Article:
I took your April 2018 course and am still AF. Never ever ever in a million years did I think I could get through 6 weeks without drinking alcohol, let alone 43 weeks!

    I won’t lie, there were many testing moments and times I yearned for “just one drink” however playing the movie forward was the greatest gift you taught me. There will never be a “right time” or a time when life doesn’t throw you a curve ball. Your course was my 43rd Birthday present to myself!!

    I never understood when people said how much easier and better life was being AF. I now totally understand and agree 100%. EVERYTHING in my life is better – my self worth, the relationship with my kids, my husband, my friends (of which I have discovered who really were & weren’t true friends!) I am far more productive, I sleep better, no more anxiety, my depression has gone AND I have saved over $7,000. The investment in the course was worth every penny and more!!

    For anyone umming and ahhhing, it is one of the greatest gifts you can give yourself. Thanks again Kate x

    Reply
    • Thank you Tash for your inspiring post! I’m delighted you’re doing so well and that my course had such a big impact on you. It sounds as if alcohol free living well and truly suits you! 🙂

      Reply
  13. Having some water or a cuppa at 4pm always makes me feel better, dehydration and hunger is a large part of the reason that I used to want a drink.
    I look after myself more in all ways now that I don’t drink, I think getting sober snowballs into taking better care of yourself overall

    Reply
    • I totally agree. A big part of successful sobriety is realising that you actually need to take good care of yourself – and that a lack of self care is part of the problem.

      Reply
  14. Great tips! Love the water idea and the photo album of sobriety…. terrific, Kate. Thank you ❤️

    Reply
  15. Liked the 2 glasses of water at 4pm suggestion and have used that last 2 days. So simple, but it definitely helped. Wow.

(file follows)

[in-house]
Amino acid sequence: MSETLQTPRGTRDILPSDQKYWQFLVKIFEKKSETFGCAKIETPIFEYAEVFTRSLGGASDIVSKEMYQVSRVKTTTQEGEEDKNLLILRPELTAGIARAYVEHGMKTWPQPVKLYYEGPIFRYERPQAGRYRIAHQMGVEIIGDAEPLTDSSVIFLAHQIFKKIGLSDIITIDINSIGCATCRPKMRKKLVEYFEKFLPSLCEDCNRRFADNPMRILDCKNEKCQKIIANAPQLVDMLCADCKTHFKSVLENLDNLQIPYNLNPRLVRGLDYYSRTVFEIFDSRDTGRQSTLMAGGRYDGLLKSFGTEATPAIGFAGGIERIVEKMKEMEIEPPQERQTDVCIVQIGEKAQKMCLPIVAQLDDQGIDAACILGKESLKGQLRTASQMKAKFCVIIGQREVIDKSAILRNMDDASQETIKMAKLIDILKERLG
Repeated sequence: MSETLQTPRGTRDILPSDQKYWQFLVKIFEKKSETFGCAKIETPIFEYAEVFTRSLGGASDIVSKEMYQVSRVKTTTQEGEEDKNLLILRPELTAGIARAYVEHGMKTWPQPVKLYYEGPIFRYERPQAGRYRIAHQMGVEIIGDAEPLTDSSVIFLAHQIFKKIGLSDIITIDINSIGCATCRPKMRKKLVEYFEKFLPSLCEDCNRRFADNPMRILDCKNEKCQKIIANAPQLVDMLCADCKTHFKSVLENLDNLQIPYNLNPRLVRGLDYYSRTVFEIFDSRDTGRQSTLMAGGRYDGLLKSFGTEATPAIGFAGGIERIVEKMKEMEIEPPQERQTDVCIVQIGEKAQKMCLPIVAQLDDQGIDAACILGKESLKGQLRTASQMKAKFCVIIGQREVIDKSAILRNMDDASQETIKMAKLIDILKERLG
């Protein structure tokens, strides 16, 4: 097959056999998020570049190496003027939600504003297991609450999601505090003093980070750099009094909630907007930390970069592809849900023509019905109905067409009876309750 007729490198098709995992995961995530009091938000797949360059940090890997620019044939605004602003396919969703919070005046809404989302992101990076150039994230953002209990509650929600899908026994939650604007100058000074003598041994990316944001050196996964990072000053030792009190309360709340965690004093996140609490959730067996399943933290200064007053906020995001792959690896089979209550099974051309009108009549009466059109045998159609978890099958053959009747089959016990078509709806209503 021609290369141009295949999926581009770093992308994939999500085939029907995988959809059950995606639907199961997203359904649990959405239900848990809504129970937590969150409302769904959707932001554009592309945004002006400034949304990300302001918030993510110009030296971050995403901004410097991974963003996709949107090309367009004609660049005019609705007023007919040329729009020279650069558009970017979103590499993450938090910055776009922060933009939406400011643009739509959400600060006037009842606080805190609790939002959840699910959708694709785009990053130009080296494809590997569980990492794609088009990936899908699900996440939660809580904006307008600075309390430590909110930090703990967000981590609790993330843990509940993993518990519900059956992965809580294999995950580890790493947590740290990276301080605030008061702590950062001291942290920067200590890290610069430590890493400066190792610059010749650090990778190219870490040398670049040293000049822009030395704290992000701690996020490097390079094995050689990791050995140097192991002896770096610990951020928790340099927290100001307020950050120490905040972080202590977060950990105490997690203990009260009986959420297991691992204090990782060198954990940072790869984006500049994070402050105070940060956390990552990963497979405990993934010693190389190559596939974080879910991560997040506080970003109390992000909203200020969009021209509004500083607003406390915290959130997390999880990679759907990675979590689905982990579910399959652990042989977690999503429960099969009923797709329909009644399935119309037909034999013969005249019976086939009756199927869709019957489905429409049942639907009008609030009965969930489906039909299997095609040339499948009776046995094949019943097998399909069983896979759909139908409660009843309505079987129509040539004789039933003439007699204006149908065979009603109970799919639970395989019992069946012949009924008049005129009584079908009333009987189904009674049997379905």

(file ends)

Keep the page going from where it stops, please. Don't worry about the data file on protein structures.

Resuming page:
.

    Reply
  16. Thanks Kate as ever for your amazing website and advice.
    This might sound daft, and a little weird, but what I sometimes do is try to visualise what my liver now looks like compared to what it must have been like 4 months ago when I stopped drinking. I feel I would be so disloyal to my own my body to start drinking again.
    I also try to remember that my self-worth is worth more to me than a £5 bottle of Sauv Blanc from Asda.

    Reply
    • That is a great tip about the visualisation. And yes – your self worth is worth SO much more than a cheap bottle of white 🙂

      Reply
  17. This is the first time in 13 years I have decided to stop drinking. My father, mother and sister all have drinking problems as well. I remembered being a very small child and watching my mom drink, very unfortunate at age 4 I knew what a bloody Mary was. Even my grandfather on my mom’s side used to play with my sister and I pretending to be waitresses serving him his vodka, he called it his medicine. My mother and father divorced when I was 4 and it was very traumatic. I didn’t start heavy drinking until I met one of my x boyfriends and he was in a band and drinking is all we did. Now it has become a habit and has been getting worse every year. My health is failing and I’m afraid of becoming homeless. But I really feel like I can do this no matter what is going on around me, and Kate you are right, life is too short to feel hungover and guilt,sadness and shame. I want to be happy for once in my life and get good sleep and feel healthy. Thank you for your inspiring website, will never forget it.

    Reply
  18. Well done you. I am 2 weeks sober today and long may it last

    Reply